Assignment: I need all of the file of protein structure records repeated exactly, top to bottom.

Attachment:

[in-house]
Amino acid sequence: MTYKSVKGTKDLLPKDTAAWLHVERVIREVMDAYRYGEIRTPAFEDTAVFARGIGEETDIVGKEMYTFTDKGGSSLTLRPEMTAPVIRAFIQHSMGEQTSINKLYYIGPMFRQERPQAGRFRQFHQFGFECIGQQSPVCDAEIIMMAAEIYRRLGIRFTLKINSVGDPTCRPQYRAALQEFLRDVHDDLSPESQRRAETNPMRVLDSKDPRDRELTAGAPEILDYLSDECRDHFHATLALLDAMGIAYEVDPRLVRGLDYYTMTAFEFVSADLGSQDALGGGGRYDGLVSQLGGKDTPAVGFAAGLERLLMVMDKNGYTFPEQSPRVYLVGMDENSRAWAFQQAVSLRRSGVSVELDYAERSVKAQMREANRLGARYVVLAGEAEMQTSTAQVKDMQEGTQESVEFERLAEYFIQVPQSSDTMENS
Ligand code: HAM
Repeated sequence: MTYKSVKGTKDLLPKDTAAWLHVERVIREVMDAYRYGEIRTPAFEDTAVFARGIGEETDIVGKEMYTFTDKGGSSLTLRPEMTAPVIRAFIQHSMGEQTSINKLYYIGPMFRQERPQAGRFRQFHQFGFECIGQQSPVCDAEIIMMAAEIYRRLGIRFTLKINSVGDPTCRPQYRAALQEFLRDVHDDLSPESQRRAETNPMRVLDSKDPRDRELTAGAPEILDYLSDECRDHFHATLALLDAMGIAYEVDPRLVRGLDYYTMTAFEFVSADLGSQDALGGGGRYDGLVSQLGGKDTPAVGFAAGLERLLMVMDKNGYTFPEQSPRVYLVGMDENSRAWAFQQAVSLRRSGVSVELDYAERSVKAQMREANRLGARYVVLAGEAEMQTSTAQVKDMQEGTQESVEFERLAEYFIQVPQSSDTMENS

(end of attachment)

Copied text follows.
[in-house]
Amino acid sequence: MTYKSVKGTKDLLPKDTAAWLHVERVIREVMDAYRYGEIRTPAFEDTAVFARGIGEETDIVGKEMYTFTDKGGSSLTLRPEMTAPVIRAFIQHSMGEQTSINKLYYIGPMFRQERPQAGRFRQFHQFGFECIGQQSPVCDAEIIMMAAEIYRRLGIRFTLKINSVGDPTCRPQYRAALQEFLRDVHDDLSPESQRRAETNPMRVLDSKDPRDRELTAGAPEILDYLSDECRDHFHATLALLDAMGIAYEVDPRLVRGLDYYTMTAFEFVSADLGSQDALGGGGRYDGLVSQLGGKDTPAVGFAAGLERLLMVMDKNGYTFPEQSPRVYLVGMDENSRAWAFQQAVSLRRSGVSVELDYAERSVKAQMREANRLGARYVVLAGEAEMQTSTAQVKDMQEGTQESVEFERLAEYFIQVPQSSDTMENS
Ligand code: HAM
Repeated sequence: MTYKSVKGTKDLLPKDTAAWLHVERVIREVMDAYRYGEIRTPAFEDTAVFARGIGEETDIVGKEMYTFTDKGGSSLTLRPEMTAPVIRAFIQHSMGEQTSINKLYYIGPMFRQERPQAGRFRQFHQFGFECIGQQSPVCDAEIIMMAAEIYRRLGIRFTLKINSVGDPTCRPQYRAALQEFLRDVHDDLSPESQRRAETNPMRVLDSKDPRDRELTAGAPEILDYLSDECRDHFHATLALLDAMGIAYEVDPRLVRGLDYYTMTAFEFVSADLGSQDALGGGGRYDGLVSQLGGKDTPAVGFAAGLERLLMVMDKNGYTFPEQSPRVYLVGMDENSRAWAFQQAVSLRRSGVSVELDYAERSVKAQMREANRLGARYVVLAGEAEMQTSTAQVKDMQEGTQESVEFERLAEYFIQVPQSSDTMENS